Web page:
Senate legislation to cap U.S. greenhouse gas (GHG) emissions beginning in 2012 would have generally modest cost impacts on the national economy, leading to reductions in gross domestic product (GDP) by 2030 that range from 0.2%, or $444 billion, to 0.6%, or $1.3 trillion, according to an Energy Information Administration (EIA) analysis.

But the analysis, which concluded that the costs of the legislation would depend largely on the availability of advanced nuclear and coal-fired generation technologies, drew criticism from Republicans for its projection of a massive buildup of nuclear generation.

First, a look at the EIA report.

U.S. Energy-Related CO2 Emissions up 1.6% in 2007

According to preliminary estimates released May 20 by the Energy Information Administration, U.S. carbon dioxide (CO2) emissions from fossil fuels rose 1.6% in 2007, compared with the previous year, (Figure 1). The increase was fueled largely by weather conditions that increased demand for heating and cooling services and increased use of fossil fuels to generate electricity.

1. Energy-related carbon dioxide emissions grew by 1.6% in 2007 according to the Energy Information Administration’s latest figures. However, GDP grew by 2.2% and power sector electricity generation was up by 2.5%. Source: EIA, preliminary estimate for 2007

The EIA said preliminary fossil fuel consumption data indicate that CO2 emissions from the residential and commercial sectors in 2007 grew by 4.4% and 4.3%, respectively, as heating degree-days rose by 6.7% and cooling degree-days rose by 2.6%.

CO2 emissions from electricity generation in 2007 rose by 3% while generation increased by 2.5% compared to 2006. The EIA said this increase in power generation carbon intensity reflects, among other factors, a decline in non-fossil generation, as increased generation from wind and nuclear power failed to offset a drop in hydropower generation—likely resulting from decreased snow pack in the Pacific Northwest (Figure 2).

2. U.S. carbon intensity continues to improve. In 2007, energy CO2 intensity (carbon emissions per unit of economic output [GDP]), fell by about 0.5%. Between 1990 and 2007, energy CO2 intensity declined by 26.6% (-1.8%/year). Source: EIA, preliminary estimate for 2007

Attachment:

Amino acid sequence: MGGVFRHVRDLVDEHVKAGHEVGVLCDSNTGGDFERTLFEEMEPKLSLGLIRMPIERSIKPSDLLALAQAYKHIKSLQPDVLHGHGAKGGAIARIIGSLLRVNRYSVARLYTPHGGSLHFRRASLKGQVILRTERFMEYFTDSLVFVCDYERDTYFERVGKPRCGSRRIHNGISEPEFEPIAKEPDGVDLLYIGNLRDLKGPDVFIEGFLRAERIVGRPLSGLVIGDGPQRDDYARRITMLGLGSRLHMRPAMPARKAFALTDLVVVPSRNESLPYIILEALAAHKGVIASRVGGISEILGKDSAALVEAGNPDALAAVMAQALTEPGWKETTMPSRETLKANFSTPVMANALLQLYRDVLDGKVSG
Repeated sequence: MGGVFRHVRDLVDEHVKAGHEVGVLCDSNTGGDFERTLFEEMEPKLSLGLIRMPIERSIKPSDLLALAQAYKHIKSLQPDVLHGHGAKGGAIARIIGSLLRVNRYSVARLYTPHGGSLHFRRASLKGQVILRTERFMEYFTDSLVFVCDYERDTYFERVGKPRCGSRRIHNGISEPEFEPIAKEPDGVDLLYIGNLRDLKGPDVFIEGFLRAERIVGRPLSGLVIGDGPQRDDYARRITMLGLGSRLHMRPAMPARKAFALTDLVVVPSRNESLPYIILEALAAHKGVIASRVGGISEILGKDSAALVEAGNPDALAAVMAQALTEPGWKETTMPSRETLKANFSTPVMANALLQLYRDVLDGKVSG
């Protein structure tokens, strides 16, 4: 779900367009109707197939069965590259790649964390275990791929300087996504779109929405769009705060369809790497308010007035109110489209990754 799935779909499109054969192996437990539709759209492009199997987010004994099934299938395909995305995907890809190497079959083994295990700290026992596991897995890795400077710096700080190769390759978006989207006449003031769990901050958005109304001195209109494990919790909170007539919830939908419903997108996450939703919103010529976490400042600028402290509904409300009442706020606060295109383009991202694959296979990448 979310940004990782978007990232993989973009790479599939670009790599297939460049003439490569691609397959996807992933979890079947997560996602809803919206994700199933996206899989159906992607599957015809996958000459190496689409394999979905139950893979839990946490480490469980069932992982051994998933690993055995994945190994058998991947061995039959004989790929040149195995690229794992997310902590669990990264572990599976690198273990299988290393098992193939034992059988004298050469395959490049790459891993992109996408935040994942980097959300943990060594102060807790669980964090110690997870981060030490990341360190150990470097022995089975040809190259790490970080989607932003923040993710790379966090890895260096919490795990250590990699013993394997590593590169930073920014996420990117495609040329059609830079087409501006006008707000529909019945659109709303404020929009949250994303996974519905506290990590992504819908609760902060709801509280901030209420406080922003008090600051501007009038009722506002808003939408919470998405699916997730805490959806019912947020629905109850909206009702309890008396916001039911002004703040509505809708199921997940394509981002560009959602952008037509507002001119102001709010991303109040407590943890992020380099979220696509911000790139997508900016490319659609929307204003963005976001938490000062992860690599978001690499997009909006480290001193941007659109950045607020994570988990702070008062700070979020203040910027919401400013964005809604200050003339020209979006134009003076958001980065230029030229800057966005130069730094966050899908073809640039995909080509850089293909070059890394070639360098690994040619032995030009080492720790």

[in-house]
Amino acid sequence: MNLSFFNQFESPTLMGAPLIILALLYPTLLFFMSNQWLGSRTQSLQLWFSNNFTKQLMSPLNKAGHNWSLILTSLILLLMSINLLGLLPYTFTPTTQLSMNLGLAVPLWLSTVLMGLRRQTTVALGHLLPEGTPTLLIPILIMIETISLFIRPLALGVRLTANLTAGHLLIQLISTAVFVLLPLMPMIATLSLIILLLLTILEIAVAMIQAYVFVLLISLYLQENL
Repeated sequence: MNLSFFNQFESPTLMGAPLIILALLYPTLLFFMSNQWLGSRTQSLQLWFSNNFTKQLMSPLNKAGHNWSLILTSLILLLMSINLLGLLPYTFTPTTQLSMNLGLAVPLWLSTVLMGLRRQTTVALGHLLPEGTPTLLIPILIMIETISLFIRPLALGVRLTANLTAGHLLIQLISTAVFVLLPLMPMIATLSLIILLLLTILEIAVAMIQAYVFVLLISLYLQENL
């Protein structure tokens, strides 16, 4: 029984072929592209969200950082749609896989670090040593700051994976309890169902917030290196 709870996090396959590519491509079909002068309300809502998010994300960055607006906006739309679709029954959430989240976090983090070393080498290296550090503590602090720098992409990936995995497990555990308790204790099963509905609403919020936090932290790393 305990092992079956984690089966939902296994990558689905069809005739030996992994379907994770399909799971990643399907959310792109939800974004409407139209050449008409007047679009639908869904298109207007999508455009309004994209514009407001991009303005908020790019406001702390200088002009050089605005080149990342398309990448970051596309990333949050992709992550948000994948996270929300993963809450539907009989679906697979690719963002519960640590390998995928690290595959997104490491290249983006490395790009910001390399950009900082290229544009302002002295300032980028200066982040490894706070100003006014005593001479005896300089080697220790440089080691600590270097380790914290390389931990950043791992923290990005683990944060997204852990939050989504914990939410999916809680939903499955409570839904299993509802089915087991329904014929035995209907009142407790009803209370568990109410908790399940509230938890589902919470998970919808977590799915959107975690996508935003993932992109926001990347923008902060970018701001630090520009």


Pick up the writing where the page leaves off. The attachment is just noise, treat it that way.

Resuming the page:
The EIA reported that U.S. energy-related CO2 emissions have grown by 19.4% since 1990 (see table). By comparison, the European Commission reported in December that the European Union had reduced its total greenhouse gas emissions by 2% below 1990 levels by the end of 2005, the latest year for which EU emissions data are available.

Table 1. Percentage change in U.S. energy-related carbon dioxide emissions by fuel type since 1990. Source: EIA, preliminary estimate for 2007

Even though the “Climate Security Act” (S. 2191), sponsored by Sens. Joseph Lieberman (I- Conn.) and John Warner (R-Va.), was shelved on June 6 because the Senate lacked the votes to prevent a filibuster, the sharp contrast between the EU and U.S. emissions performance provides potent ammunition for supporters of this and other climate change legislation.

Assumptions Determine Cost Projections

The EIA analysis examines legislation (S. 2191) by Sens. Joseph Lieberman (I-Conn.) and John Warner (R-Va.) that would establish an emissions cap-and-trade program for most of the U.S. economy. The bill would cap emissions beginning in 2012, reduce emissions by 7% below 2006 levels by 2012, by 39% below 2006 levels by 2030, and by 72% below 2006 levels by 2050.

The EIA analysis—which includes five sets of differing assumptions about the availability of low-carbon technologies, the availability of international emission offsets, and other key factors—concludes that the bill would increase electricity prices by 5% to 27% beyond its reference case in 2020 and by 11% to 64% in 2020, depending on the set of assumptions used.

Although the EIA concluded that S. 2191’s cap-and-trade system would have only modest impacts on the U.S. economy at large, it also concluded that the legislation would increase energy costs and reduce aggregate demand for goods and services, leading to a decline in manufacturing.